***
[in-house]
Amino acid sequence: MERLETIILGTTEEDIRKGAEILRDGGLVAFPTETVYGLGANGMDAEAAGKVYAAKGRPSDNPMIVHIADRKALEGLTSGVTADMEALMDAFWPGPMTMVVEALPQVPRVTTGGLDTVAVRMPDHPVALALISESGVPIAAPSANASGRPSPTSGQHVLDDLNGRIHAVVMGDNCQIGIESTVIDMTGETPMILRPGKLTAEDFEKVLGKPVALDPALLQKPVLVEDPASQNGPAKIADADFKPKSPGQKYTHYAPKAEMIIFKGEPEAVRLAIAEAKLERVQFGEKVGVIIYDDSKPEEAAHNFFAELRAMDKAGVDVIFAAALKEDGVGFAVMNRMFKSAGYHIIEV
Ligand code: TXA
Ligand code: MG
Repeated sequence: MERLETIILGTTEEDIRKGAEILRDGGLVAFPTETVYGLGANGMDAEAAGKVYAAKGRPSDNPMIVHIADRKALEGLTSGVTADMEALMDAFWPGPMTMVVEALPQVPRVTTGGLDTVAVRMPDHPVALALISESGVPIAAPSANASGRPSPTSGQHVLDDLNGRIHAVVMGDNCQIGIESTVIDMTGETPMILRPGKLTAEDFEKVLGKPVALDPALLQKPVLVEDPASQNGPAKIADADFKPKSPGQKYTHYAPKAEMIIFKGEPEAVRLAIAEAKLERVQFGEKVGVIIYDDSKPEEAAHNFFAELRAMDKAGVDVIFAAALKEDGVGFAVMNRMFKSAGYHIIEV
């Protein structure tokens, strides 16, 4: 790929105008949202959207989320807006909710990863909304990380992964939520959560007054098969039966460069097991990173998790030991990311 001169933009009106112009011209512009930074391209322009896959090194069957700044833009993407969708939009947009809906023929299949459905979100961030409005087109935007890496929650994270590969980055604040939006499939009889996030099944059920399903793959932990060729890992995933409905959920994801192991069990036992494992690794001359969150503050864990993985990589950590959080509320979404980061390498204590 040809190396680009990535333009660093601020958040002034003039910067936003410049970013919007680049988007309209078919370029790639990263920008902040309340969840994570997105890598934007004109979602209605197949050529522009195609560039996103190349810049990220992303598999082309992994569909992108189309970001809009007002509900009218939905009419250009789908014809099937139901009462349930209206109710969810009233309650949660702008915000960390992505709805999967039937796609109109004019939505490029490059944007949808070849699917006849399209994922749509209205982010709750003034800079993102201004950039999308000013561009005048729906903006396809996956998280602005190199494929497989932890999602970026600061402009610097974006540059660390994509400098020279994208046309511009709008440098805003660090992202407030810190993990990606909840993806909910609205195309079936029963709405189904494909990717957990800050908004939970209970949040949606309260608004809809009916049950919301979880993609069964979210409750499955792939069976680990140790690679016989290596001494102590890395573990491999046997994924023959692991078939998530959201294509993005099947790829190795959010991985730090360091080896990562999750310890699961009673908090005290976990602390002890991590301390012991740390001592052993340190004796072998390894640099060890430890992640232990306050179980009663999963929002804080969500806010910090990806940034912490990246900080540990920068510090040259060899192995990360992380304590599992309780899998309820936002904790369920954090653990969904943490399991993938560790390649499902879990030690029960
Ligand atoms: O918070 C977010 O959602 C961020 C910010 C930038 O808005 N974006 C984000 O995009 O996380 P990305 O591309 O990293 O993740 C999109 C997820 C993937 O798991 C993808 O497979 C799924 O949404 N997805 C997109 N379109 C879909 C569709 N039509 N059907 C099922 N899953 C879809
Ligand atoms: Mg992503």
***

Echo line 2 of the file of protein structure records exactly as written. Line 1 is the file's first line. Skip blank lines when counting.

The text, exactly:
Amino acid sequence: MERLETIILGTTEEDIRKGAEILRDGGLVAFPTETVYGLGANGMDAEAAGKVYAAKGRPSDNPMIVHIADRKALEGLTSGVTADMEALMDAFWPGPMTMVVEALPQVPRVTTGGLDTVAVRMPDHPVALALISESGVPIAAPSANASGRPSPTSGQHVLDDLNGRIHAVVMGDNCQIGIESTVIDMTGETPMILRPGKLTAEDFEKVLGKPVALDPALLQKPVLVEDPASQNGPAKIADADFKPKSPGQKYTHYAPKAEMIIFKGEPEAVRLAIAEAKLERVQFGEKVGVIIYDDSKPEEAAHNFFAELRAMDKAGVDVIFAAALKEDGVGFAVMNRMFKSAGYHIIEV